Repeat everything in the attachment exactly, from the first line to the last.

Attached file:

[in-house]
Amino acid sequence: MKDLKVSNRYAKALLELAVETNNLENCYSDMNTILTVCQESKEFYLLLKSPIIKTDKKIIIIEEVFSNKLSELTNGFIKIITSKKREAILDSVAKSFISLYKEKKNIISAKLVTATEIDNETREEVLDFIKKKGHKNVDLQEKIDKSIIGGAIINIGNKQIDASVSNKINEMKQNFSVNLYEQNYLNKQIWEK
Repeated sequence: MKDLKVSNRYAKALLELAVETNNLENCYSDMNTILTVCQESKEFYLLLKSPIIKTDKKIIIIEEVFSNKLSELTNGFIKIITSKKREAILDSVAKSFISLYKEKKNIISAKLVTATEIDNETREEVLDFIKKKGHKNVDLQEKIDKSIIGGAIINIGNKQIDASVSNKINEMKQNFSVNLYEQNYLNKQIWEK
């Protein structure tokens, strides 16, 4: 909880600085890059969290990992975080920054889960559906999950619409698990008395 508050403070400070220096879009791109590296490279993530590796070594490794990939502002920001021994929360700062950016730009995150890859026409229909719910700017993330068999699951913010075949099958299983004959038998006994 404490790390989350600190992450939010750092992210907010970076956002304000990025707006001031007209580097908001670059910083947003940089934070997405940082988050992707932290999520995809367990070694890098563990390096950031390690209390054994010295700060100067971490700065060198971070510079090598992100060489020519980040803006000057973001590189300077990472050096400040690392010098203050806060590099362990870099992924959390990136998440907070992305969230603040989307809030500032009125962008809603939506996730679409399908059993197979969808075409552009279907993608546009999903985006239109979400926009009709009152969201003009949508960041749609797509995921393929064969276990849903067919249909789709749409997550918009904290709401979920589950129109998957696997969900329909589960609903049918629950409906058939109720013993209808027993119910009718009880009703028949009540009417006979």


[in-house]
Amino acid sequence: MKDLKVSNRYAKALLELAVETNNLENCYSDMNTILTVCQESKEFYLLLKSPIIKTDKKIIIIEEVFSNKLSELTNGFIKIITSKKREAILDSVAKSFISLYKEKKNIISAKLVTATEIDNETREEVLDFIKKKGHKNVDLQEKIDKSIIGGAIINIGNKQIDASVSNKINEMKQNFSVNLYEQNYLNKQIWEK
Repeated sequence: MKDLKVSNRYAKALLELAVETNNLENCYSDMNTILTVCQESKEFYLLLKSPIIKTDKKIIIIEEVFSNKLSELTNGFIKIITSKKREAILDSVAKSFISLYKEKKNIISAKLVTATEIDNETREEVLDFIKKKGHKNVDLQEKIDKSIIGGAIINIGNKQIDASVSNKINEMKQNFSVNLYEQNYLNKQIWEK
């Protein structure tokens, strides 16, 4: 909880600085890059969290990992975080920054889960559906999950619409698990008395 508050403070400070220096879009791109590296490279993530590796070594490794990939502002920001021994929360700062950016730009995150890859026409229909719910700017993330068999699951913010075949099958299983004959038998006994 404490790390989350600190992450939010750092992210907010970076956002304000990025707006001031007209580097908001670059910083947003940089934070997405940082988050992707932290999520995809367990070694890098563990390096950031390690209390054994010295700060100067971490700065060198971070510079090598992100060489020519980040803006000057973001590189300077990472050096400040690392010098203050806060590099362990870099992924959390990136998440907070992305969230603040989307809030500032009125962008809603939506996730679409399908059993197979969808075409552009279907993608546009999903985006239109979400926009009709009152969201003009949508960041749609797509995921393929064969276990849903067919249909789709749409997550918009904290709401979920589950129109998957696997969900329909589960609903049918629950409906058939109720013993209808027993119910009718009880009703028949009540009417006979």